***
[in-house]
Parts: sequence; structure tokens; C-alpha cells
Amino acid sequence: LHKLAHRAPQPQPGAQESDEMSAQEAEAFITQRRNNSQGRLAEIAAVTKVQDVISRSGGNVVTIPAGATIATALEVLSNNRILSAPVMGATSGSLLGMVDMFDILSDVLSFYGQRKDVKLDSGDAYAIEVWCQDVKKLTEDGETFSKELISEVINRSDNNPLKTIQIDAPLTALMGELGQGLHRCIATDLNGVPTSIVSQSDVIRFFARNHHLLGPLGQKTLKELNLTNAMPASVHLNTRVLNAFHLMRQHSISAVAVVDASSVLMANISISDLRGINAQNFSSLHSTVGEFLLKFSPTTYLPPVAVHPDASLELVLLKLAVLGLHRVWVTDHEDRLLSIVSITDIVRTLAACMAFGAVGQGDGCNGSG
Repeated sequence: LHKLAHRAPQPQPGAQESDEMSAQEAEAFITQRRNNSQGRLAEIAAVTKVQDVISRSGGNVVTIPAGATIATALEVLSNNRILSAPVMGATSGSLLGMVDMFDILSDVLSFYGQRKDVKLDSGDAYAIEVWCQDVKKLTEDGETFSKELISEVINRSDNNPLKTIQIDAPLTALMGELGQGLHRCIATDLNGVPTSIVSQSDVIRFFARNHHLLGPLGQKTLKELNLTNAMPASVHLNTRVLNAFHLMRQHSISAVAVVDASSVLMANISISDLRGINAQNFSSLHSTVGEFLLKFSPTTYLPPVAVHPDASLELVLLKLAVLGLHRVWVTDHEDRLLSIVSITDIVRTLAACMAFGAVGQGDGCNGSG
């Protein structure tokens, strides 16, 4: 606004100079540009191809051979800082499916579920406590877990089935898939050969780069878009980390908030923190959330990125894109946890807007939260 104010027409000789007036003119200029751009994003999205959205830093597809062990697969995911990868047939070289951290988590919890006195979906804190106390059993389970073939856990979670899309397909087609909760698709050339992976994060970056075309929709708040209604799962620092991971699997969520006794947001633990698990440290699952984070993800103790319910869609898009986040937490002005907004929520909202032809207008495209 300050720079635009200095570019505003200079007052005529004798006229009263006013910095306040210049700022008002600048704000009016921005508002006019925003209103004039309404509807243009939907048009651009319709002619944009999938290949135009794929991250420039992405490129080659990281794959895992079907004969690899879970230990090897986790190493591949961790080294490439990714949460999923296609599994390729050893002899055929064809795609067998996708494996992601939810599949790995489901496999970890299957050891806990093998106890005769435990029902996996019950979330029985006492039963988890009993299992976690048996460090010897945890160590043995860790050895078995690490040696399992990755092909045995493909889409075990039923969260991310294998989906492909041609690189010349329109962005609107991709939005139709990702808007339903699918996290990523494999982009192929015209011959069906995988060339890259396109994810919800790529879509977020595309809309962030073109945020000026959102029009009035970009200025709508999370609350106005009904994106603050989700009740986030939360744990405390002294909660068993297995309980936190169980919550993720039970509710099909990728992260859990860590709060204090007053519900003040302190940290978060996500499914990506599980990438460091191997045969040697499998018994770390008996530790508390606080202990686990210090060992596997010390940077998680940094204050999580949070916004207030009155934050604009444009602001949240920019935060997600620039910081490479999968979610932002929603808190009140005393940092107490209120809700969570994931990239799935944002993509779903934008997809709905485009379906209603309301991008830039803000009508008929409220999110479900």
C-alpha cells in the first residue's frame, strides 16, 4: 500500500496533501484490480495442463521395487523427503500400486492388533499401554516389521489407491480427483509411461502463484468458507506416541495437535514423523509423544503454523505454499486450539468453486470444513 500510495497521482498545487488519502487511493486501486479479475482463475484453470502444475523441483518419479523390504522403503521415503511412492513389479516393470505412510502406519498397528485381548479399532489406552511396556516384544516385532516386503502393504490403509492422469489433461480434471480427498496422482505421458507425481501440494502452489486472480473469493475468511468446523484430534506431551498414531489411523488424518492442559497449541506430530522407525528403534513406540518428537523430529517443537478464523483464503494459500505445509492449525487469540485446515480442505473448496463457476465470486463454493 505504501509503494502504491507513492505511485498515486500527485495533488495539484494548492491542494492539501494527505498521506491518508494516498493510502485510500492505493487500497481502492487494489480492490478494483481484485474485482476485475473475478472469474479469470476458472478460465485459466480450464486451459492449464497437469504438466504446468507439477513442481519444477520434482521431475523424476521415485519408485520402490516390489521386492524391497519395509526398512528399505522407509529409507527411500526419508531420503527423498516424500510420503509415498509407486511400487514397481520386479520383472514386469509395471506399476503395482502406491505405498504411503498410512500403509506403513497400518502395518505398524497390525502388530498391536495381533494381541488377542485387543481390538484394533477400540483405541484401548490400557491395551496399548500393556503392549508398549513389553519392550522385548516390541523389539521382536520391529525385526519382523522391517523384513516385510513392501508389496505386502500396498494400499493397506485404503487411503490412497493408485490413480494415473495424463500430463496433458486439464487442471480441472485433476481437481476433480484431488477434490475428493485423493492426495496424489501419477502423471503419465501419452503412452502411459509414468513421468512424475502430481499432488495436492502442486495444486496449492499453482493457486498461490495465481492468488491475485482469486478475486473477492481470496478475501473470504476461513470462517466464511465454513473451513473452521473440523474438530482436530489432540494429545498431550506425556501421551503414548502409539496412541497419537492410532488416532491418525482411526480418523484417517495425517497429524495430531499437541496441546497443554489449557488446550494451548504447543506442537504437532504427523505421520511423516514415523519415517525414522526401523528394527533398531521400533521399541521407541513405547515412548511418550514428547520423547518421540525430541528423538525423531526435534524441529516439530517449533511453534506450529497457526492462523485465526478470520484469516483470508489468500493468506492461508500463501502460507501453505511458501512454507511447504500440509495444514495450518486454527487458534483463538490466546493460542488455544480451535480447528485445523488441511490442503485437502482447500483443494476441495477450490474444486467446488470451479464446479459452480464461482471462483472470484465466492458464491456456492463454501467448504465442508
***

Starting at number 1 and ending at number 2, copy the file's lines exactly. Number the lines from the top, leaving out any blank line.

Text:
[in-house]
Parts: sequence; structure tokens; C-alpha cells